Georgia in the 1930s
From the Great Depression through the New Deal and the publication of Margaret Mitchell’s Gone with the Wind, the 1930s were an important time in 20th century Georgia history. Browse the page below to learn more about Georgia in the 1930s.
The Great Depression was an international economic slump lasting approximately from 1929 until 1939. It was the longest and most severe depression ever experienced by the industrialized Western world. In the United States, the Great Depression began with the catastrophic collapse of the stock market on October 29, 1929, known as “Black Tuesday.” The collapse of the market led to the failure of more than 10,000 banks, the nationwide loss of confidence in the economy, and therefore reduced spending and output. The result was widespread unemployment (an estimated 12 to 15 million workers were unemployed at one time) and U. S. manufacturing falling 54%.
Economic distress led to the election of Democrat President Franklin D. Roosevelt. During his first one hundred days of office, in early 1933, Roosevelt introduced a large number of programs aimed at relief, recovery and reform. The new programs included the Civilian Conservation Corps (CCC), the Home Owners’ Loan Corporation (HOLC), and the Works Progress Administration (WPA). The New Deal, as Roosevelt’s programs became known, failed to end the Great Depression. The Depression did not end until the outbreak of World War II when American factories were flooded with orders for arms and munitions. The New Deal has influenced the role of the federal government ever since, it enhanced the power of the federal government over state governments and created a system of government action in the face of a recession to prevent another great depression.
From the Walter F. Stevenson letters and invitations, MS 1044.
The HOLC, organized in 1933, helped people keep their homes by refinancing mortgages. William Francis Stevenson, a South Carolina attorney and politician, served on the Federal Home Loan Bank Board from 1933 to 1939. In October 1933, Stevenson reported the progress of the HOLC during its first year to President Roosevelt, informing him that 257 offices had already been established. Roosevelt replied congratulating him on the HOLC’s accomplishments.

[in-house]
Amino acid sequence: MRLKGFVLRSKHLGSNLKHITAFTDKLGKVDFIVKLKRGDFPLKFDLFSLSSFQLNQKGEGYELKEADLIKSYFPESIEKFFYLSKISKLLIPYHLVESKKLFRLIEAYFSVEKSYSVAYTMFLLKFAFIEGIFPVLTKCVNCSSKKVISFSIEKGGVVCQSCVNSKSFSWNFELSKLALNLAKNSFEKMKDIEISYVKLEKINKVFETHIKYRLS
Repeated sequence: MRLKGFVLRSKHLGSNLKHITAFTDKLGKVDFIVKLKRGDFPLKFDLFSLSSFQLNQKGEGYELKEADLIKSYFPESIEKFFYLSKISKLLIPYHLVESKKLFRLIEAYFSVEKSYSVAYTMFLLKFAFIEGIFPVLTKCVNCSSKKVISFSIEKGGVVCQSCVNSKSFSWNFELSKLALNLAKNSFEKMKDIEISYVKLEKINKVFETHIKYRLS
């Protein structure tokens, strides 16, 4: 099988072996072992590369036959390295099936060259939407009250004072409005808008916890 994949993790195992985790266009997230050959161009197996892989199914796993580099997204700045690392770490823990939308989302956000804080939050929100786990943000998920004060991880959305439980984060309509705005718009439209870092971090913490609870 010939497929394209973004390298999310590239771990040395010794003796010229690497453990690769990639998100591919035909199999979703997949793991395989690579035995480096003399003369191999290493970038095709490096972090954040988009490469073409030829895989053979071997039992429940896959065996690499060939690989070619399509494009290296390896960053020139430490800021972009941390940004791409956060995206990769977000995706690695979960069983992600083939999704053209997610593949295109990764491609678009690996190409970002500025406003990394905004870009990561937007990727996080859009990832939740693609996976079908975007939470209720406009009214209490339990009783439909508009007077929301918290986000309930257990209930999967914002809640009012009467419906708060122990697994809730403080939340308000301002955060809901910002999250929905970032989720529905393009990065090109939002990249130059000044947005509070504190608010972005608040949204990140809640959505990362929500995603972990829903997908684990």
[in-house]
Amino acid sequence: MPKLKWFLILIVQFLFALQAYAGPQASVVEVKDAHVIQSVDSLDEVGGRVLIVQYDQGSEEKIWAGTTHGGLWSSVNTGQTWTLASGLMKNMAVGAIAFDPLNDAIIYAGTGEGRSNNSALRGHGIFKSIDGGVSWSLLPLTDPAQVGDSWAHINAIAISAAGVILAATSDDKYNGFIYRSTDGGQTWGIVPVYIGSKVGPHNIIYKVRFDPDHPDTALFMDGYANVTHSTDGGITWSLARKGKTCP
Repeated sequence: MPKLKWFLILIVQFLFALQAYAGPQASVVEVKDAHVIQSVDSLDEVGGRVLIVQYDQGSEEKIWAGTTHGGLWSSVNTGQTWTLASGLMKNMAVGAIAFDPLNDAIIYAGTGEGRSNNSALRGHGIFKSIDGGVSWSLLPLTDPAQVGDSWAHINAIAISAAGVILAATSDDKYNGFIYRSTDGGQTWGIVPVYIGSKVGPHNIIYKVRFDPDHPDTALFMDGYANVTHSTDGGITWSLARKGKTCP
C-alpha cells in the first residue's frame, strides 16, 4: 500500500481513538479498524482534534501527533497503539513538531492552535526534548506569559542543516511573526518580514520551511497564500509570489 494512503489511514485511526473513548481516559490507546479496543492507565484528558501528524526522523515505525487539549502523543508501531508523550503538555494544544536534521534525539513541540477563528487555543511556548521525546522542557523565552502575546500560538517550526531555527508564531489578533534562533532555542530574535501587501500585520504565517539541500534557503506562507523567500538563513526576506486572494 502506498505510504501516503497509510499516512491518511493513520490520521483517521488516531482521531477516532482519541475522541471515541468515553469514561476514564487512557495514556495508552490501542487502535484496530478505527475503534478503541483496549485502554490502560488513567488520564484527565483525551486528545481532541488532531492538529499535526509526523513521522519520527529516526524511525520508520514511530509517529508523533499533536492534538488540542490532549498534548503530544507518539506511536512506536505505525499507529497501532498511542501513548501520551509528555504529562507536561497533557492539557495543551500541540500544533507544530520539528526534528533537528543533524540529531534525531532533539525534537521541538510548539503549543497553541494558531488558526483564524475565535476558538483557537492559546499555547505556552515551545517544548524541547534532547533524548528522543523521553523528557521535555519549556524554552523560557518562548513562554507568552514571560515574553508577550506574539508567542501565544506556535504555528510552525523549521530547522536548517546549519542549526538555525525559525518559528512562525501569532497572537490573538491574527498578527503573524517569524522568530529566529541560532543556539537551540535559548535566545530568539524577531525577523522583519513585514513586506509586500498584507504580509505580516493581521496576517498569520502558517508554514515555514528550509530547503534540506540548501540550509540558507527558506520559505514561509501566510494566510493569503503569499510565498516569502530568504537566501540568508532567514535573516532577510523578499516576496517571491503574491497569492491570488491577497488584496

The CCC, created on March 31, 1933, was an environmental program which put 2.5 million boys and men to work maintaining and restoring forests, beaches, and parks for $1 a day and room and board. The CCC was one of the most successful and well-received New Deal programs. It was discontinued in 1942 as men were needed for service in World War II. William A. McCormick joined the CCC in 1937 and was placed at Camp Applegate in Ruch, Oregon. He was discharged in March 1938, and later went on to enlist in the United States Army in 1942.
From the William A. McCormick Papers, MS 1261.
The largest and most comprehensive New Deal program was the WPA, established in 1935 to provide work through a variety of public-work projects, many in the construction field. The local Savannah WPA program (Works Progress Administration-District 8) kept a scrapbook of professional and service projects, including photographs, pamphlets, sketches, and miscellaneous items relating to local projects like the Georgia State Indexing Project and the Education Project. The WPA was discontinued in December 1943 with increased employment generated by World War II.
From the Works Progress Administration District 8 scrapbook and photo album , MS 1250.
The Federal Writers’ Project was established, along with other cultural projects in theater, music and art, to provide work for unemployed artists and writers. The Savannah Unit of the Georgia Writers’ Project was begun in 1936 and operated, first as part of the Federal Project and then as part of the State Project, until the end of 1942. During this period, the local unit compiled historical research resulting in the publications The Savannah Guide (1937), Drums and Shadows (1940), Savannah River Plantations (1947), and numerous sketches of local historical personalities and important sites. One such piece is the handwritten historical sketch of the log blockhouse in Jackson County, Georgia, built in 1793.
Gone with the Wind
Gone with the Wind, an American novel by Margaret Mitchell, of Atlanta, Georgia, was published in 1936 and won the Pulitzer Prize in 1937. The novel is one of the most popular of all time and relates the story of a rebellious Georgia woman named Scarlett O’Hara and her travails with friends and family in the midst of the antebellum South, the American Civil War, and the Reconstruction period. Mitchell’s work reflected a strong commitment to the Confederacy and a romanticized view of Southern culture before the Civil War.
Film producer David O. Selznick purchased the rights to the book for $50,000, a record amount at the time. Gone with the Wind, the most expensive film produced up to that time at $4 million, premiered in Atlanta on December 15, 1939, starring Vivian Leigh and Clark Gable. The movie, one of the few films made with three-color Technicolor at the time, earned thirteen Academy Award nominations and eight Academy Awards.
On March 16, 1940, the Hibernian Society of Savannah, Georgia, held a dinner for their 128th anniversary. For the program, they chose an image of Tara Hall, the plantation home from the novel. Four days after the dinner, Margaret Mitchell wrote Joseph W. McAvoy explaining why she chose the name “Tara,” to honor Tara’s Hill, Ireland, an important Irish historical landmark and memorialized in the poem “The Harp that Once through Tara’s Hall.”
From the Margaret Mitchell letter and program, MS 919.